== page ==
Kochi native Savitha Venugopal has co-written a book about the experiences of expatriate women in Singapore
Photos: Savitha Venugopal (left) and Sushmita Mohapatra; the cover of the book; dazzling Singapore
By Shevlin Sebastian
When Kochi-born Savitha Venugopal flew to Singapore with her husband, Sanil, in June, 2013, she was full of optimism. Sanil had just secured a high-paying job in the IT industry, and, as a journalist in India, Savitha also expected to get a good job.
And in her first week itself, Singapore lived up to all her expectations. “It is a very neat and clean city,” says Savitha. “Everything worked and moved on time. Whatever paperwork we had to do was smooth and easy.”
But soon, Savitha hit a roadblock. Since she had come on a dependent visa, she was not allowed to work as a full-time staff. So Savitha looked for freelance opportunities, but those were hard to come by.
It was at this time that she met up with her former journalistic colleague, Sushmita Mohapatra. “We were talking about facing the same problem of not finding suitable work,” says Savitha. “It was a frustrating period. Then we discovered that there were other highly qualified women, who came to Singapore and discovered that they also could not work.”
That was when they got the idea to write a book about the experiences about expatriate women. This has just borne fruition. Published by the Singapore-based Marshall Cavendish, the book is titled, ‘Dear Ms Expat: Inspiring Tales From Women Who Built New Lives In A New Land’.
The book documents the lives of ten women, of varying backgrounds. So there are two Australians, two Americans, and one each from India, New Zealand, Austria, Switzerland, Tunisia, and United Kingdom. “The selection was done based on how interesting the stories were,” says Sushmita. While Sushmita wrote five profiles, Savitha did the others. “We edited each other's chapters so that there is an uniform style,” says Sushmita.
For Savitha, the most inspiring story was that of Carolyn Soemarjono, who is Singapore’s first boudoir photographer. She left school at 16, in a small town in Dubbo, in Australia. Then despite her lack of educational qualifications, she reached the top at multinational firm, Proctor & Gamble. Then she got married, had a child, and thereafter got divorced. Then she dated a colleague, who moved to Singapore and Carolyn followed with her daughter. She was doing well when she was laid low by ovarian cancer. Following extensive chemotherapy over two years, she recovered and discovered her passion for photography.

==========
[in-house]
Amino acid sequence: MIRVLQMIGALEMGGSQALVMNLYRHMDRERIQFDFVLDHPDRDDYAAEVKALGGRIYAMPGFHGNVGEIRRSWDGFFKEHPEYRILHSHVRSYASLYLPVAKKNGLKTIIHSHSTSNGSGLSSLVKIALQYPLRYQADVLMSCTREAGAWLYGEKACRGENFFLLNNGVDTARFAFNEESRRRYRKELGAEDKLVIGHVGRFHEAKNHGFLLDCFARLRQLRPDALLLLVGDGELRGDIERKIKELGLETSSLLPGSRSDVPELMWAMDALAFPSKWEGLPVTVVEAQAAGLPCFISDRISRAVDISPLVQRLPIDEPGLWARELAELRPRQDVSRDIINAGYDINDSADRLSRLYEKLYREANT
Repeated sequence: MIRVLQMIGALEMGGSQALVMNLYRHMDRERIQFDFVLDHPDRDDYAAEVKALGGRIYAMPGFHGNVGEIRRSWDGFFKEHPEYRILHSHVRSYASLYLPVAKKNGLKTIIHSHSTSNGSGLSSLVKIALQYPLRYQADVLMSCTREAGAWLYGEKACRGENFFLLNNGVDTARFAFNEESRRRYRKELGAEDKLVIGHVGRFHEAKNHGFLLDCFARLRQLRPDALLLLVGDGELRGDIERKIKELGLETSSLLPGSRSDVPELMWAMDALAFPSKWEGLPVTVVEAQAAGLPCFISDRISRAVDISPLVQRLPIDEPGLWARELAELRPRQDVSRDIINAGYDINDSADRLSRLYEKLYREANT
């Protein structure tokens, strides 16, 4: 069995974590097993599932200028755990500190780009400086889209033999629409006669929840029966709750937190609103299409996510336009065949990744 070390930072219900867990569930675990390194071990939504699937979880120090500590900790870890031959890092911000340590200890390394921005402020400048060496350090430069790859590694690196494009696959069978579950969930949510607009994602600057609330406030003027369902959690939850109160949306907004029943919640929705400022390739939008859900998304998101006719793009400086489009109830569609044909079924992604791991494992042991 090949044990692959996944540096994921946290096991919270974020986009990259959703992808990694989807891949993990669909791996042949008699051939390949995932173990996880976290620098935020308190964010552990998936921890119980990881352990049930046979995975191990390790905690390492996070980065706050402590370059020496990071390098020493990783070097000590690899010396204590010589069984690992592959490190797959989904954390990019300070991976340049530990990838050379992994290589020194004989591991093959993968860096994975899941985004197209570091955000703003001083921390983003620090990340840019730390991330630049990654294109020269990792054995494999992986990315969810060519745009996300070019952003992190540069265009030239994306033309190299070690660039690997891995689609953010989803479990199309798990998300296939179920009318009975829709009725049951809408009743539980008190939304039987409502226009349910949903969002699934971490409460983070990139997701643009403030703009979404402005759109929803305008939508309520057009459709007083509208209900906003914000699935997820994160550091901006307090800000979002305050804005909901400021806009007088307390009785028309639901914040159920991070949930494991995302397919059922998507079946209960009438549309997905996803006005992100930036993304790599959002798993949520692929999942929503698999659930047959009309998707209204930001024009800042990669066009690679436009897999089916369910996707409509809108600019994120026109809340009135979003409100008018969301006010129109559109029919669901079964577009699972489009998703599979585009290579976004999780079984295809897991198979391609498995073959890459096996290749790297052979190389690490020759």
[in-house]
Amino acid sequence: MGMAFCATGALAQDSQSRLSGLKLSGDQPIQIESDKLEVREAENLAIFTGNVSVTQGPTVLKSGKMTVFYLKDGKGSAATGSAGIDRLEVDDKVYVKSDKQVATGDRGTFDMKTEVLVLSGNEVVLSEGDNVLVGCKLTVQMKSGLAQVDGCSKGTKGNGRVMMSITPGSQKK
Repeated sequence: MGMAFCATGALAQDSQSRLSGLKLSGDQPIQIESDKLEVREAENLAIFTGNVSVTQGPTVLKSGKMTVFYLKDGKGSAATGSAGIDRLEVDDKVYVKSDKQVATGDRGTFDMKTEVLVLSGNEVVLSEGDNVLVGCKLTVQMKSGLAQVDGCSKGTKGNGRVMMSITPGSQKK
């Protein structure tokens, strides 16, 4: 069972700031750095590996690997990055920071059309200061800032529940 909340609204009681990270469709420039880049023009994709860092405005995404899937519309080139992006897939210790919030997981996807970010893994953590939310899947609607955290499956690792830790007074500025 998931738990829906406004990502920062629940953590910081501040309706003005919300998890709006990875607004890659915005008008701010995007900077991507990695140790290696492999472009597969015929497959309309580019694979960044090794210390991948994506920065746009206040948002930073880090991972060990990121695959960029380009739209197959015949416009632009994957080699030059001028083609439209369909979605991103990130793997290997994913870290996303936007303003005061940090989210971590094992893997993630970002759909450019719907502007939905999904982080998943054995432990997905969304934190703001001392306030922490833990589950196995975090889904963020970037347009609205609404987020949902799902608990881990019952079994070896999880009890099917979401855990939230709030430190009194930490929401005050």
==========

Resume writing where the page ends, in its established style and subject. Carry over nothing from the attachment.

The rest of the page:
“Carolyn’s life was the most inspiring for me,” says Savitha. “And despite having done so much, she kept asking whether her story is worth it. I found it quite amazing that she was so humble.”
Asked about their conclusions, after finishing the book, Sushmita says, “There are many misconceptions about what expatriate life is like. People tend to think it is an easy and luxurious life. You can travel easily all across Asia. But there are a lot of struggles: cultural, emotional, and professional. However, Indians find it easier to adjust. For the Americans and the Europeans the difference in culture is very stark.”
As for Savitha, she missed the emotional support system back in Kochi. “I missed my friends, parents and relatives,” she says. “In Singapore, this network is missing completely.”
Asked to compare Kochi and Singapore, she says, “Singapore is extremely neat and clean. Unfortunately, garbage can be seen in many places at Kochi. Singapore has a lot of open public spaces where you can just hang around. In Kochi, there are very few public spaces. And women are much more safer in Singapore. I can go alone for a late night movie, without any problems.”
The book will be available for Indian readers on Amazon in September.
(The New Indian Express, Kochi and Thiruvananthapuram)